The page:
Semiconductor devices are widely used in various types of electronic products, portable consumer products, automobiles, integrated circuit cards, and the like. One feature of semiconductor devices which is important in many of these applications is the size of a semiconductor device, which includes both the semiconductor die and the package in which it is housed. In particular, it is desirable to keep the footprint or X-Y dimensions of the device small in addition to keeping the profile or Z dimension of the device thin. The development of plastic encapsulated pad array carrier semiconductor devices has provided some advantages over conventional leaded packages. These overmolded devices allow greater input/output (I/O) densities without undue size increases. Additionally, the overmolded devices are surface mount packages which are desirable in today's applications.

The general construction of a plastic encapsulated pad array carrier semiconductor device includes a semiconductor die mounted on an upper surface of a PC board substrate and a plurality of solder balls attached to a lower surface of the PC board substrate. The semiconductor die is electrically connected to a pattern of conductive traces on the PC board substrate by conventional wire bonds or low loop wire bonds. The semiconductor device has an overmolded plastic resin package body that protects the semiconductor die and the wire bonds, which means that the package body must be thicker than the die and the loop height of the wire bonds to fully cover them. Thin semiconductor dice, typically between 10-14 mils (0.254-0.356 millimeter), are used in the current plastic encapsulated pad array carrier device to keep the profile of the device low.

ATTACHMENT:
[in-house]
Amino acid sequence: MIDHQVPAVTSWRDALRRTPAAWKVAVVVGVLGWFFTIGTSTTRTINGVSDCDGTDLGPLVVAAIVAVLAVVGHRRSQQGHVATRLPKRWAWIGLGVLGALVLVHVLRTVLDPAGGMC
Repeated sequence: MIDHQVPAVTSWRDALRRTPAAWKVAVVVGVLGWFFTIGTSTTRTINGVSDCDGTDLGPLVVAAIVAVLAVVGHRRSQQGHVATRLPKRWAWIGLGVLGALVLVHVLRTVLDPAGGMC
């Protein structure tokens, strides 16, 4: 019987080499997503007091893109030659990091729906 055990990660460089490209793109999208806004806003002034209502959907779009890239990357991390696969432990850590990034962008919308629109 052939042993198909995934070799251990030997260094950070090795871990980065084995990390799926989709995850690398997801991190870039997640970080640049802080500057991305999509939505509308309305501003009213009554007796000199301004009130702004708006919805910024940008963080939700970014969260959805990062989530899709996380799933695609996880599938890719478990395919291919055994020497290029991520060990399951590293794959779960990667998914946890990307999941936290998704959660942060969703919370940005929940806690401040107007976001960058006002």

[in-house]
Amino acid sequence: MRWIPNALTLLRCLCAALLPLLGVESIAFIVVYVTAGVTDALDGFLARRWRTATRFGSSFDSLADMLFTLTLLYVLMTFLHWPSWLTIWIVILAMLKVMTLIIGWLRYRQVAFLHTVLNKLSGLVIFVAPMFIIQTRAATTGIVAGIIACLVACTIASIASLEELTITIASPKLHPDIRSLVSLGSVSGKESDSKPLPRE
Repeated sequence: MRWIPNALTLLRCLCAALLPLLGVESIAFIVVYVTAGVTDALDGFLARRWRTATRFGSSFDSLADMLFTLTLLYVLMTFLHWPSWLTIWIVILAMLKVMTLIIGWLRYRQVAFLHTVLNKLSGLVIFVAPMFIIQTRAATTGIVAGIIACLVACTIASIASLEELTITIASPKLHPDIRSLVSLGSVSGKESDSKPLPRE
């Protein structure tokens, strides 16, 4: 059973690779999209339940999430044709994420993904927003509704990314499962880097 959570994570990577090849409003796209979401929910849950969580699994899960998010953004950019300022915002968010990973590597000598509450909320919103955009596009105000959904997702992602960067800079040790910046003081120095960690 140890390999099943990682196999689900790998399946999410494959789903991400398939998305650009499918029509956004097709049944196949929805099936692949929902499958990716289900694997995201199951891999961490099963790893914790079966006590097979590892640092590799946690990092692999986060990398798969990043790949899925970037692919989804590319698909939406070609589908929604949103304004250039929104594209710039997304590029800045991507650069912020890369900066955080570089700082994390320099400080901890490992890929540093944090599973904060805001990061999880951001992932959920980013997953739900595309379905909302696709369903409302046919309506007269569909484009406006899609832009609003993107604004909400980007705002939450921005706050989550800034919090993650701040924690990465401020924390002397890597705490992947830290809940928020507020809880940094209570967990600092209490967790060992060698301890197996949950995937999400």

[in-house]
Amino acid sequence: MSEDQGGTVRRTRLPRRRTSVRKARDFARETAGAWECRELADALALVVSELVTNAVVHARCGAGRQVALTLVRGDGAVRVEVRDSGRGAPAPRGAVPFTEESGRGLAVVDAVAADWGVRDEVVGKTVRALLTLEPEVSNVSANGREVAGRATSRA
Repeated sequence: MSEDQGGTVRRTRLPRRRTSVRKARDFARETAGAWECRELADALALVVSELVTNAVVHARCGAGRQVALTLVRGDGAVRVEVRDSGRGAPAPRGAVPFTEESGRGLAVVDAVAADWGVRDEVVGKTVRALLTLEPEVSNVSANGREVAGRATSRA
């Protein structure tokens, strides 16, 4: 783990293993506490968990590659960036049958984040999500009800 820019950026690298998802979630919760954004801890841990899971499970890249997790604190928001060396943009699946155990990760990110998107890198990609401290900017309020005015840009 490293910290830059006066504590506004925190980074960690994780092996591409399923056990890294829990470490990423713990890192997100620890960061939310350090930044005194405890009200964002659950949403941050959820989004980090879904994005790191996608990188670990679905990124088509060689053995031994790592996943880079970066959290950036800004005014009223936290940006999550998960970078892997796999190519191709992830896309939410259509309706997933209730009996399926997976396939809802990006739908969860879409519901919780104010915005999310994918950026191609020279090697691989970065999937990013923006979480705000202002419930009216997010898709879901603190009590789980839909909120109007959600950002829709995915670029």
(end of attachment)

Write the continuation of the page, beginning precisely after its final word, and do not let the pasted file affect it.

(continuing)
Because of the small size of the plastic encapsulated pad array carrier semiconductor device, this type of package is becoming increasingly popular. However, the current configuration of these devices has limited thermal dissipation. The thermal resistance of the current device is approximately in a range of 10° C./W to 40° C./W. However, as devices become faster, higher thermal dissipation in a package configuration becomes necessary. Typical high frequency devices that are packaged in these plastic encapsulated pad array carriers are microprocessors, digital signal processors (DSPs) and application specific integrated circuits (ASICs).

Another potential limitation of the current configuration of plastic encapsulated pad array carrier semiconductor device is its thickness. Many consumer portable product applications require low profile devices. This requirement will be difficult to fulfill because a trend in semiconductor wafer technology toward larger diameter wafers essentially calls for thicker wafers to reduce wafer breakage problems. Thicker wafers translate into thicker semiconductor die which means the package body must be thicker to cover the die and the wire bonds. A typical 200 millimeter (approximately 8 inches) unthinned wafer is approximately 0.730 to 0.765 millimeter. If an unthinned semiconductor die is housed in the current plastic encapsulated device, the thickness of the device would increase by approximately 0.38 to 0.50 millimeter.